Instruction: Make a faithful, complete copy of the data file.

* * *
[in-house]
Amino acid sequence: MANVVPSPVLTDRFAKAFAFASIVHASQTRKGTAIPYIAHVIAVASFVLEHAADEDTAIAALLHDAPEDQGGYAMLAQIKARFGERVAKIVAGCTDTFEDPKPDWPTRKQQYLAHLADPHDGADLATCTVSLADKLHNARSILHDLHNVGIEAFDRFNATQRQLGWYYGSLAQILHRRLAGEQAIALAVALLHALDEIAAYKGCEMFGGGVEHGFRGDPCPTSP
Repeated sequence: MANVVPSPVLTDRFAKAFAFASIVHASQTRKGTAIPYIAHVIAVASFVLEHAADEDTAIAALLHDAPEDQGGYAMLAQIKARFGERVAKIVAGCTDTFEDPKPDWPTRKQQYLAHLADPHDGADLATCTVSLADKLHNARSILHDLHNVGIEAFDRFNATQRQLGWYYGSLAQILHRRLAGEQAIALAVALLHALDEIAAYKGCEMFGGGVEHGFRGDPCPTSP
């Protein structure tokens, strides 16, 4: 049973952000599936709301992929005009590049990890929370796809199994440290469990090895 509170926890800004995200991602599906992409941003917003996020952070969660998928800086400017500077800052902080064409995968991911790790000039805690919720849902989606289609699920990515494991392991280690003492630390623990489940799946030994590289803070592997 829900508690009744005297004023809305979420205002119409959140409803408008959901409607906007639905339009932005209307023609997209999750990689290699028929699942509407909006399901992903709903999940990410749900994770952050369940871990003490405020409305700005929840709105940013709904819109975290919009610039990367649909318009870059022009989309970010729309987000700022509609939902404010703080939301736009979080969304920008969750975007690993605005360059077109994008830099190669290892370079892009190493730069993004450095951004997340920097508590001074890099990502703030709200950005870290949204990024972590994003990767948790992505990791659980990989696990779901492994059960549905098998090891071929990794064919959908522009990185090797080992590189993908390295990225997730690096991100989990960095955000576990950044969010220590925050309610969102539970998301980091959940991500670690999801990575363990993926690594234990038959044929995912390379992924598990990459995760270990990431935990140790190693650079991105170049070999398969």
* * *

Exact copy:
[in-house]
Amino acid sequence: MANVVPSPVLTDRFAKAFAFASIVHASQTRKGTAIPYIAHVIAVASFVLEHAADEDTAIAALLHDAPEDQGGYAMLAQIKARFGERVAKIVAGCTDTFEDPKPDWPTRKQQYLAHLADPHDGADLATCTVSLADKLHNARSILHDLHNVGIEAFDRFNATQRQLGWYYGSLAQILHRRLAGEQAIALAVALLHALDEIAAYKGCEMFGGGVEHGFRGDPCPTSP
Repeated sequence: MANVVPSPVLTDRFAKAFAFASIVHASQTRKGTAIPYIAHVIAVASFVLEHAADEDTAIAALLHDAPEDQGGYAMLAQIKARFGERVAKIVAGCTDTFEDPKPDWPTRKQQYLAHLADPHDGADLATCTVSLADKLHNARSILHDLHNVGIEAFDRFNATQRQLGWYYGSLAQILHRRLAGEQAIALAVALLHALDEIAAYKGCEMFGGGVEHGFRGDPCPTSP
């Protein structure tokens, strides 16, 4: 049973952000599936709301992929005009590049990890929370796809199994440290469990090895 509170926890800004995200991602599906992409941003917003996020952070969660998928800086400017500077800052902080064409995968991911790790000039805690919720849902989606289609699920990515494991392991280690003492630390623990489940799946030994590289803070592997 829900508690009744005297004023809305979420205002119409959140409803408008959901409607906007639905339009932005209307023609997209999750990689290699028929699942509407909006399901992903709903999940990410749900994770952050369940871990003490405020409305700005929840709105940013709904819109975290919009610039990367649909318009870059022009989309970010729309987000700022509609939902404010703080939301736009979080969304920008969750975007690993605005360059077109994008830099190669290892370079892009190493730069993004450095951004997340920097508590001074890099990502703030709200950005870290949204990024972590994003990767948790992505990791659980990989696990779901492994059960549905098998090891071929990794064919959908522009990185090797080992590189993908390295990225997730690096991100989990960095955000576990950044969010220590925050309610969102539970998301980091959940991500670690999801990575363990993926690594234990038959044929995912390379992924598990990459995760270990990431935990140790190693650079991105170049070999398969």